Monday February 11

All systems go!

School Forecast for:
Tuesday February 12th
Last Updated: 9:30PM Monday February 11, 2019
Delay No School Early Dismissal
0%
(Nope)

70%
(High)
30%
(Low)

9:30PM Monday

Current radar revels that the storm is maturing to our west. The physical details remain unchanged from the last several days, and the bottomline remains the same: a significant winter storm will significantly impact travel beginning late Tuesday morning, and persisting through Wednesday morning.

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I want to focus on the school probabilities for tomorrow.
At this time, it seems most likely that snow will develop around or just after 10AM with a likely window between 9AM and 11AM. For perspective, our last major snowstorm from two weeks ago started at 8:30AM and resulted in county-wide closings. The City of Kingston has issued a Snow Emergency beginning at 7AM and the National Weather Service has issued a Winter Storm warning beginning at 10AM. However, with a potential start time after 10AM, it is possible that some school districts could squeeze in an early dismissal - namely, Kingston and or Saugerties. This has been the case with similar storms in the past - on February 8, 2013 a total of ten inches of snow fell between 8AM and 4AM that night. The 2013 early dismissal occurred in spite of a City Snow Emergency that had been declared and a Winter Storm Warning that had been declared by the National Weather Service beginning at 6AM. While the details of that snow event (temperature and snowfall rate) are not readily available, it is still enough to give pause in considering tomorrow's cancellation probabilities.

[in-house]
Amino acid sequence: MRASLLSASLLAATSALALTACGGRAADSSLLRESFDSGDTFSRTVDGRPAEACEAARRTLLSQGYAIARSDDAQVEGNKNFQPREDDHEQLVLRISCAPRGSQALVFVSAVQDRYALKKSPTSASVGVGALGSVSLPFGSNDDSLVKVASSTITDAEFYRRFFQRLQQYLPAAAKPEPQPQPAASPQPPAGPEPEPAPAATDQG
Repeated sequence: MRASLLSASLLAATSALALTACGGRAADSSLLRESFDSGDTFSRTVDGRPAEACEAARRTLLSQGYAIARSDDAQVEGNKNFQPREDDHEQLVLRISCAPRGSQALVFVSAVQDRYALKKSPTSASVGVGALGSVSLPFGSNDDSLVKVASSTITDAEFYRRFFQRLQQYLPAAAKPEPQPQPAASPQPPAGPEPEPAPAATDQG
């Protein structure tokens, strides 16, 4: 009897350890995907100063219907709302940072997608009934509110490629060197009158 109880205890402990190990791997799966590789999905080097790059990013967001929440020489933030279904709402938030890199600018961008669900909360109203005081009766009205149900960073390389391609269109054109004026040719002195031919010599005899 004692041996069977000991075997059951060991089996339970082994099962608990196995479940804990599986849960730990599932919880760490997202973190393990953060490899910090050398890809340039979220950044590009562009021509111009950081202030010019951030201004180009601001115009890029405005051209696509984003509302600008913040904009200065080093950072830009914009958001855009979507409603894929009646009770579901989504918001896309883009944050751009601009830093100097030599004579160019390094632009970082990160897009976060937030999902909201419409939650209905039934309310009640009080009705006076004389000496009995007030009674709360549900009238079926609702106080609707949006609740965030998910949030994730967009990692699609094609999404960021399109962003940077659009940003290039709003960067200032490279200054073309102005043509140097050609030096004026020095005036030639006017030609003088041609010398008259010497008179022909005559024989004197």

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As a subjective observation, in the last few years Kingston has taken a more cautious approach in making cancellation decisions, and it seems unlikely that the 2013 early dismissal would be repeated under the current administration. However, tomorrow's snow event is closer to the closing/early dismissal borderline than that storm or our last one. At this time, I do continue favor a cancellation as a proactive measure, but will not advance the probabilities because the early dismissal possibility certainly does exist - again, mainly for Kingston and Saugerties. The main reason for continuing to favor the cancellation is that conditions are likely to deteriorate quickly. Temperatures in the morning should be in the mid 20s, which should allow snow to begin coating roadways within about an hour of starting. During an early dismissal the last schools are not released until 11:15AM. It can take these students an additional hour to get home. Assuming the 10AM start time, there is the potential for a solid coating of snow by the time students are dismissed/they arrive home. Ellenville, Tri-Valley, Rondout, Pine Bush, and Marlboro have already closed in advance of the storm.